Sen. Markey wants to know: Can your car be hacked?

The Massachusetts senator is asking what carmakers are doing to prevent hacks of navigation, tire pressure, braking systems

The growing integration of wireless technologies in automobiles has prompted some well-publicized fears about hackers taking control of cars to disable brakes and to take over navigation, steering, acceleration, tire pressure and other systems in a vehicle.

That prompted Sen. Edward Markey (D-MA) this week to ask what automakers are doing to protect vehicles from wireless hacking threats and privacy intrusions.

In a letter ( download PDF) to CEOs of 20 of the world's largest automakers, Markey asked a series of detailed technical questions about the vulnerability of vehicles to wireless security and privacy threats. Among the companies asked to respond are Ford, Toyota, Volvo, BMW, Chrysler, Mercedes and Nissan.

The letter pointed to a recent study by the Defense Advanced Research Projects Agency (DARPA) in which two researchers demonstrated how they could take control of a vehicle through the controller area network (CAN) used by devices in a car to communicate with each other.

The study, conducted by security researchers Charlie Miller and Chris Valasek, showed how attackers could send different commands to the electronic control units in a car and cause it to brake or accelerate suddenly or jerk its steering wheel in different directions.

In that study, the researchers needed physical access to the CAN bus to carry out the attack. However, previous research has shown that similar attacks can be carried out wirelessly by accessing the CAN bus through Bluetooth connections, compromised Android smartphones, vehicle tracking and navigation systems like OnStar and compromised files on music CDs, Markey noted in his letter.

Stuart McClure, CEO of Cylance, which performs security assessments for several companies -- including automakers -- said the auto industry is a prime target for hacking and disruption. "Many in the industry try desperately to stay ahead of the bad guys, but unfortunately, few guidelines and little oversight produce farm fresh opportunities for the bad guys," he said.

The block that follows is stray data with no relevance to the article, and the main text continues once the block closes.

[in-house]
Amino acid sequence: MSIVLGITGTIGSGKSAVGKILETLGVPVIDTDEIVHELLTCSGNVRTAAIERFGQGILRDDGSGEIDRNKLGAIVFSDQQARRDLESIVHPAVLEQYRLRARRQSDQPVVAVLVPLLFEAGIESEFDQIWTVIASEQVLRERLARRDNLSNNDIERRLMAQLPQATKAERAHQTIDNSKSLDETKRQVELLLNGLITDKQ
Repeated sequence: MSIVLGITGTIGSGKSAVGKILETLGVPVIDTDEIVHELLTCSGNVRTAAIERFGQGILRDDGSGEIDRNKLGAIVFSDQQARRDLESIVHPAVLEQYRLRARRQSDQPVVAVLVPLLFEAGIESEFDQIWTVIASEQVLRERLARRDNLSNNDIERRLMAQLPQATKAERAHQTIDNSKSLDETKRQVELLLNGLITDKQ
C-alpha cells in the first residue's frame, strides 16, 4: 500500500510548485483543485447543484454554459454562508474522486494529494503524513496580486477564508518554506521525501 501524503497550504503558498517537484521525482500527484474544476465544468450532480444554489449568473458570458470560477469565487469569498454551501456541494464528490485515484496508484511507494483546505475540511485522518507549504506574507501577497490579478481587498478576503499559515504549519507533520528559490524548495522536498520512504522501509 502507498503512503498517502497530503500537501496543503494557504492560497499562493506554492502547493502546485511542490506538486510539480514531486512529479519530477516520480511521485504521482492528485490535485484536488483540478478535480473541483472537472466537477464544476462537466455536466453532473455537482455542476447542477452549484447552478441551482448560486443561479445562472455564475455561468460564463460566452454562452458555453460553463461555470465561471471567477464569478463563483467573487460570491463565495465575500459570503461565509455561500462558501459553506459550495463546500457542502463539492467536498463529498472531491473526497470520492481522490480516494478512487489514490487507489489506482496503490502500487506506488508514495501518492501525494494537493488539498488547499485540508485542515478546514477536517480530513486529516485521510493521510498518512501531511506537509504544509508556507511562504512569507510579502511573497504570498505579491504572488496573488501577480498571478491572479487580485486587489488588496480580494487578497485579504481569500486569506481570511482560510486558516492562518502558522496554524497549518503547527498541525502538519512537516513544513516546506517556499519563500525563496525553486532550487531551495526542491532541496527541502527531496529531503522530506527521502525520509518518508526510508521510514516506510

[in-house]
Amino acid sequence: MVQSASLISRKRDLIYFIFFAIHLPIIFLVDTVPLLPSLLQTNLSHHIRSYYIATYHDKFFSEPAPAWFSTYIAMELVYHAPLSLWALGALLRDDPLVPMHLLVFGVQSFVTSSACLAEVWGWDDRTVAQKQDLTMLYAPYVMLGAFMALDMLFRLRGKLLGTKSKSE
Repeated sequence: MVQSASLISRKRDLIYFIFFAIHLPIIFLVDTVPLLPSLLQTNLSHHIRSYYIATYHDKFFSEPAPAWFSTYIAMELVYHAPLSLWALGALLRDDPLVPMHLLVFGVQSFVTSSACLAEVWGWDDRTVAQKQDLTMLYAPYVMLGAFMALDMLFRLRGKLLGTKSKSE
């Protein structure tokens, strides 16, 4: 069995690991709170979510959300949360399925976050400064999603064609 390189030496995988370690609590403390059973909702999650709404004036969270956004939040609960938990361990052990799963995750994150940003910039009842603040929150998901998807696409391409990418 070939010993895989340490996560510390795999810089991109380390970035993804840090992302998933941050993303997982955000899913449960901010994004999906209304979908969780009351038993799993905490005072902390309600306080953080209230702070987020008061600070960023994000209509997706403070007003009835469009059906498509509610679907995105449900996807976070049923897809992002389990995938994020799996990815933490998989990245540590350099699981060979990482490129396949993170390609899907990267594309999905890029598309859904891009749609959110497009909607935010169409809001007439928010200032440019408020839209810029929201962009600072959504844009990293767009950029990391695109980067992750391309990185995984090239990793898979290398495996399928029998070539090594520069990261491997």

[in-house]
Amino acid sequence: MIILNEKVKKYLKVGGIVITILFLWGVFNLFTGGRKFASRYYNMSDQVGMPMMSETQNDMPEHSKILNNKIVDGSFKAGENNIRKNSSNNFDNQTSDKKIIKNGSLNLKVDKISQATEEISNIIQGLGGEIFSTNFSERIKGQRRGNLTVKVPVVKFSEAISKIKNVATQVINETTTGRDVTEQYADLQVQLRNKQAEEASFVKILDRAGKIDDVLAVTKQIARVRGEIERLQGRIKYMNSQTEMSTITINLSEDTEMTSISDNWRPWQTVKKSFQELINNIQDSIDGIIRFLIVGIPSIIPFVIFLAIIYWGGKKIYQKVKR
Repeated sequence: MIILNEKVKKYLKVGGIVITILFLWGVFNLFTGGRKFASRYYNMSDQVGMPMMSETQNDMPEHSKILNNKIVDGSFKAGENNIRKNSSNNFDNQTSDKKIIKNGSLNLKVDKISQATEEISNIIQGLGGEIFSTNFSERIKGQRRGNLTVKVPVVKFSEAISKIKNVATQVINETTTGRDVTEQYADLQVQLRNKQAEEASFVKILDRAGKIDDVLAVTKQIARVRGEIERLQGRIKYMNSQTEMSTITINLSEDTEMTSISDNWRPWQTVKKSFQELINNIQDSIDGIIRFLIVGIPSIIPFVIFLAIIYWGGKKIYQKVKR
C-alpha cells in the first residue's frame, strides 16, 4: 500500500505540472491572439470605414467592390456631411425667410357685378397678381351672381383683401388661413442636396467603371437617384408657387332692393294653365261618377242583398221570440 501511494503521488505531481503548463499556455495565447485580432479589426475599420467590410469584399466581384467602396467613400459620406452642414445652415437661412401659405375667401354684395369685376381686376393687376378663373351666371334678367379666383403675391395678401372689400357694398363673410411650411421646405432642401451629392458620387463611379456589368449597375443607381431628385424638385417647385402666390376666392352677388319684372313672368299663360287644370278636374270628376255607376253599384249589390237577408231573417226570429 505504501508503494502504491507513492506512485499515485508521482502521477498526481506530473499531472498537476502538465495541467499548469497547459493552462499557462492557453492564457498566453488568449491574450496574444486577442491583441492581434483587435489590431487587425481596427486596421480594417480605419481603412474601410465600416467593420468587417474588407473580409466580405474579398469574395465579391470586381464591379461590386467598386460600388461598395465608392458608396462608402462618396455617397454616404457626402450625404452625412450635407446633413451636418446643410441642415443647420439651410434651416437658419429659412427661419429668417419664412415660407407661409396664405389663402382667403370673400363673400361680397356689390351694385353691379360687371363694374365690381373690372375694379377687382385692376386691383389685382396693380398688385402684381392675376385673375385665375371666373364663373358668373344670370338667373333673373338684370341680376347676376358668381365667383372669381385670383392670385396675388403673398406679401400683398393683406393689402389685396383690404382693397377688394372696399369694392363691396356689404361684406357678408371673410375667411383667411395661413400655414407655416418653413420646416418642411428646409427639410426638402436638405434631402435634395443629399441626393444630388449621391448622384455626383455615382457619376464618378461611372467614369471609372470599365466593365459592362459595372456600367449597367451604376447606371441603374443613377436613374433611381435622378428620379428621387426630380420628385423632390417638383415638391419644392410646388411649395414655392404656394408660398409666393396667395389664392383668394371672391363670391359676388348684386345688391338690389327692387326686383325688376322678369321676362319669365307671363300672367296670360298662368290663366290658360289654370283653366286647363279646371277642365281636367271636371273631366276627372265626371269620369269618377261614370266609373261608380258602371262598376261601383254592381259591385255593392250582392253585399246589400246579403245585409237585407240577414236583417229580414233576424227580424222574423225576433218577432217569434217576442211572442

Few controls exist to prevent hackers from breaking into automobiles wirelessly and taking control of systems, McClure said. But because hackers are unlikely to gain much by breaking into individual automobiles, he said they're unlikely to spend much time hacking vehicles. The only scenario where such a threat would be likely is if someone wanted to carry out a targeted attack against a specific individual.

In addition to security fears, there are privacy concerns related to the use of navigation systems and technologies that gather vehicle performance information, Markey said in his letter.

As an example, he pointed to an OnStar proposal to sell vehicle and driver information such as location, seat-belt use, airbag deployment, speed and other data to third parties. Markey's letter also highlighted an incident in which Tesla Motors allegedly collected data about a reporter's driving habits during a test drive to rebut a negative review of the vehicle by the reporter.

"As vehicles become more integrated with wireless technologies, there are more avenues through which a hacker could introduce malicious code, and more avenues through which a driver's basic right to privacy could be compromised," he said.

Markey wants automakers to provide details on the tests used to identify vulnerabilities in all the wireless entry points to their vehicles and whether they conducted security assessments on their own or farmed the task out to third parties.

The surprisingly detailed letter asked the automakers to provide information on any instances in the past five years where they learned of vulnerabilities in a wireless entry point to their vehicles, how they responded to the information and whether the issue was reported to authorities. Markey also asked about the data collected by the automakers via navigation and performance reporting systems and how that information was shared and used by the companies.

Automakers have until Jan. 4 to respond.

Wade Newton, communications director at Auto Alliance, an industry trade group comprised of Ford, General Motors, Chrysler, Mercedes-Benz, Toyota, Volvo and six other automakers downplayed the concerns.

"Automakers take cybersecurity extremely seriously," Newton said in an emailed statement,. "As cars and other forms of transportation increasingly incorporate in-vehicle computer systems to help with everything from safety to navigation, cybersecurity is among the industry's top priorities and the auto industry is working continuously to enhance vehicle security features."

Newton noted that computer technology has made possible dramatic safety improvements in areas like airbag deployment and vehicle stability and theft-prevention. In addition, organizations such as the International Society of Automotive Engineers are working on projects to evaluate security challenges and technology for addressing them, he said.

The automobile industry is also studying best practices in areas such as patch management, intrusion detection and prevention and cloud security from airlines, railway and other industries, he said.

Jaikumar Vijayan covers data security and privacy issues, financial services security and e-voting for Computerworld. Follow Jaikumar on Twitter at @jaivijayan or subscribe to Jaikumar's RSS feed. His e-mail address is jvijayan@computerworld.com.

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More about: BMW, Defense Advanced Research Projects Agency, General Motors, Nissan, OnStar, Topic, Toyota, Volvo
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Tags: Cybercrime and Hacking, security, nissan, Emerging Technologies, DARPA, Mercedes, hardware systems, bmw, privacy, Volvo, Toyota
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